… concerts, lectures and dances. Ephraim had looks, intelligence, bright liveliness, he was a linguist, a scholar, physician, he told fascinating tales of America and Turkey… and he was unmarried. Through friends and medical colleagues he was introduced to sisters and daughters whenever he socialized. He met pretty women, and intelligent women, and pretty, intelligent women. But though he laughed, waltzed and conversed, he was not drawn to anyone. He realized he had lived so long as a married man with and without Rachel that he did not know how to fall in love.
Divorced from his cousin-wife, in Chapter 19, Fierce as a Leopard, Light as an Eagle, Ephraim is in Vienna, 1863-66. He’s a physician in the prestigious Vienna General Hospital and stuck back in Europe and Judaism because of the promise to his mother. But this restless man will soon drive himself to yet another drastic life change.
…was paramount. They set up beds, carried in the sick, and, under Ephraim’s direction Rachel and the helpers ministered to them, sponging, cooling, getting liquids into them. There was no point in bleeding or cupping. At first ten a day died. After a week this slowed to four a day. By the end of a month, it was four a week. Those who survived were scarred, disfigured with pitted pocks all over the face where the vicious disease always manifested most strongly. Some were blinded by smallpox, some crippled by its effect on joints. Overall a third of those infected would die. Among children Ephraim knew eighty per cent would die.
Ephraim is called to Macedonia to help in a smallpox outbreak. In Chapter 16, Epidemic, Rachel proves herself a worthy, skilful, kind assistant in the horrific and sad work. As the epidemic fades he has new respect for her. Despite her previous betrayals, perhaps the marriage can work…
… perfidious, in preventing Sarah from coming. Why? To hurt him? To beat him in one of their petty battles? He could hardly imagine the possibility that Rachel wished to have him all to herself. Perhaps it was to punish him for the years of so-called widowhood.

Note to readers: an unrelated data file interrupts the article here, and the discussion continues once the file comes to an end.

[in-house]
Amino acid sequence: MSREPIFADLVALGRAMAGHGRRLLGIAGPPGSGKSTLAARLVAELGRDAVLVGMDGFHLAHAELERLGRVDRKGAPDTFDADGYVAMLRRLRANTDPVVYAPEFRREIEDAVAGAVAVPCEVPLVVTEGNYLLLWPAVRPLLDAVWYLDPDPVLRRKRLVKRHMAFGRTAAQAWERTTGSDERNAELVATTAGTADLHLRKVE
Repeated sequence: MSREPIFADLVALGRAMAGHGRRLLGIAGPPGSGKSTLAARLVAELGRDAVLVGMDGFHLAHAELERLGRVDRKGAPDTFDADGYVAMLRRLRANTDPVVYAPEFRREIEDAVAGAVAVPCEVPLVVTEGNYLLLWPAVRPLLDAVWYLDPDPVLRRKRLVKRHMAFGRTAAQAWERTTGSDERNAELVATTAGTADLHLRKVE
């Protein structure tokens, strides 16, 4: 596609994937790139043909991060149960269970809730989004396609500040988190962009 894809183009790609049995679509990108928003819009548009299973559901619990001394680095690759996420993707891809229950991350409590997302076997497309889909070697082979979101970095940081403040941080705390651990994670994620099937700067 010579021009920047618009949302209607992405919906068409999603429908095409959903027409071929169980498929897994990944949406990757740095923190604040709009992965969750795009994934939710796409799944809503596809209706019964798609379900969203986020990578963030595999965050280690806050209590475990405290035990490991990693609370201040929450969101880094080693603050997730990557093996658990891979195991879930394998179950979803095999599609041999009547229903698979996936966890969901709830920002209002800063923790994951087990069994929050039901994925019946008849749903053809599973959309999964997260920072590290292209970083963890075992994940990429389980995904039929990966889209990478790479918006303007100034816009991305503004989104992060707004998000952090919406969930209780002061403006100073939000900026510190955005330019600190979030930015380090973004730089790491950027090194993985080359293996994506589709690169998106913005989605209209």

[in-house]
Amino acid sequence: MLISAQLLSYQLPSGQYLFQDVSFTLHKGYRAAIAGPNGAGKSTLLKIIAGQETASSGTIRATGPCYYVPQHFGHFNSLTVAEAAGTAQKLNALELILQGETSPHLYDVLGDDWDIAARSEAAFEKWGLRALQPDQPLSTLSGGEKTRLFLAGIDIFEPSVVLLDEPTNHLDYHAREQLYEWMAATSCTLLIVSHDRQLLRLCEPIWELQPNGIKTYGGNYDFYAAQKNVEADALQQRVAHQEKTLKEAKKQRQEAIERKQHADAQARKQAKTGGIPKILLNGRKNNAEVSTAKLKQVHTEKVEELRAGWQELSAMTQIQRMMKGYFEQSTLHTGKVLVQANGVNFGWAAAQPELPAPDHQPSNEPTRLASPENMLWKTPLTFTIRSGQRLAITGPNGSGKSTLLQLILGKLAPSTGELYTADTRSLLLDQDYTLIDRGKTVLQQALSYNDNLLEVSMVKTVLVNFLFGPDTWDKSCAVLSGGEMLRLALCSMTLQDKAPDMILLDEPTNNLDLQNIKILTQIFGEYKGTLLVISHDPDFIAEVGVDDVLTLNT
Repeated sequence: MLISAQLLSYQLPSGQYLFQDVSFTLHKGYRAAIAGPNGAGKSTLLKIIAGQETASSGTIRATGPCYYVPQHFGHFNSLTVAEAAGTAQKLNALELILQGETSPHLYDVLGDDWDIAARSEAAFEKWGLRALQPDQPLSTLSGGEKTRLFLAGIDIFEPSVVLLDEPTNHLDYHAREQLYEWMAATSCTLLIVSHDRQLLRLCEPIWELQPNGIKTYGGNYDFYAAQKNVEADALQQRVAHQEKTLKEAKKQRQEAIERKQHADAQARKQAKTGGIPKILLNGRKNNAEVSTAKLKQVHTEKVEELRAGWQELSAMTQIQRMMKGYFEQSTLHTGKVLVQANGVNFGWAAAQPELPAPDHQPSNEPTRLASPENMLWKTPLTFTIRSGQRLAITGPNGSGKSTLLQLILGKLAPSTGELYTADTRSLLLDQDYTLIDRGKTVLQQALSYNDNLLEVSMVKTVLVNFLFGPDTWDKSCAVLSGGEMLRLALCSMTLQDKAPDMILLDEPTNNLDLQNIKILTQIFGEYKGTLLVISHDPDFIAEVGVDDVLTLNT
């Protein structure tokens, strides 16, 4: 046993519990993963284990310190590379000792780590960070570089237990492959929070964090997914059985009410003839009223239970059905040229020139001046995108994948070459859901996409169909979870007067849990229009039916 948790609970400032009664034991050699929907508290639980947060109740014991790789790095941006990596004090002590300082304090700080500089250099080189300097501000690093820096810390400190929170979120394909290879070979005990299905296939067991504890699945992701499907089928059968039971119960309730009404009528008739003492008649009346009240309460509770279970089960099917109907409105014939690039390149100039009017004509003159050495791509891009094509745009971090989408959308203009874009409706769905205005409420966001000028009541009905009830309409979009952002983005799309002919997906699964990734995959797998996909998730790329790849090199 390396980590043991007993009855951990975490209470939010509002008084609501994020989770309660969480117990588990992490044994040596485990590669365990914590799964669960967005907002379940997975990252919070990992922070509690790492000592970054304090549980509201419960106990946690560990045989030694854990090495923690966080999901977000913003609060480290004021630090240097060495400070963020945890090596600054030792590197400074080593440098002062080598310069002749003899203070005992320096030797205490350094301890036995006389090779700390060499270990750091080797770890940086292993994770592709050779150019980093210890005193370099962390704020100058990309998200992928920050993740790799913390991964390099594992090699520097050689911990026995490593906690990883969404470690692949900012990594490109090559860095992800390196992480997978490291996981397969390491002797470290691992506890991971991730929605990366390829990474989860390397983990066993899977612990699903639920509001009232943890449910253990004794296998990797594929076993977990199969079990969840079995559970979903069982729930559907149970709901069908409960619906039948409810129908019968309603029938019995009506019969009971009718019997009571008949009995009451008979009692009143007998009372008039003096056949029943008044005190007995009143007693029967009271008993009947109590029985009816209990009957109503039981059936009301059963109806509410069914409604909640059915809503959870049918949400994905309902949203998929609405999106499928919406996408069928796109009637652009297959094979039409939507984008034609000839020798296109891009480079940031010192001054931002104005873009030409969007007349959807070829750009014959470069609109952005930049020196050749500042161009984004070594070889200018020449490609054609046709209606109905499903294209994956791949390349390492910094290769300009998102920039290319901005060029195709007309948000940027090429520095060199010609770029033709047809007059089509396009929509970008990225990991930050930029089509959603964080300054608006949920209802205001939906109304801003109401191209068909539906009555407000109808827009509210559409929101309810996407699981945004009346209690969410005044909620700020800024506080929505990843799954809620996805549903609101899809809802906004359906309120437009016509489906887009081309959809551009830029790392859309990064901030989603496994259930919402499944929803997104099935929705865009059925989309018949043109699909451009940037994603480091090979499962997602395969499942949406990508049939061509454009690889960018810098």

Jewish, Bulgarian & Muslim women in Ottoman Saloniki, 1873
After all, he in the first place had left Rachel and Sarah behind. But when it came to ‘in the first place’ it was his grandfather, Zayde, who had made them marry and created this mess. The buts and ifs and accusations chased through his head and he knew he would continue to tolerate his wife. He had to, it was his duty.
Ephraim is furious over two betrayals by his wife. In Chapter 15, The Taste of Learning, he learns she has prevented their daughter from joining them here in Turkey. And she has gossiped about the restrictions he has put on their conjugal life. What’s more, he is frustrated in his missionary work – and then he gets an order to move on.
They clasped hands. She wore dark green, and a lighter green bonnet, dark curls at her forehead, that creamy skin, hardly any wrinkles, those shining eyes. People surged around them, stevedores in baggy trousers, fezzed porters in kaftans.
Ephraim startled and looked to her left, to her right, tried to peer over her shoulder. ‘The porter promised to bring all the luggage,’ she said in the Belarusian of their youth.
‘But where is Sarah?’
‘In the end, she did not come.’ Rachel watched his stunned expression. ‘I am sorry. They kept her.’
It is 1860 and Ephraim has begun as a medical missionary in Saloniki, Turkey (today Thessalonika, Greece), at last reuniting with the wife he left in Brest-Litovsk ten years earlier. In Chapter 14, A Man Shall Cleave Unto His Wife, the mis-matched couple try for love while Ephraim struggles to convert the local Sephardic Jews to Christianity. And he fumes: will he never be allowed to meet his 12-year-old daughter?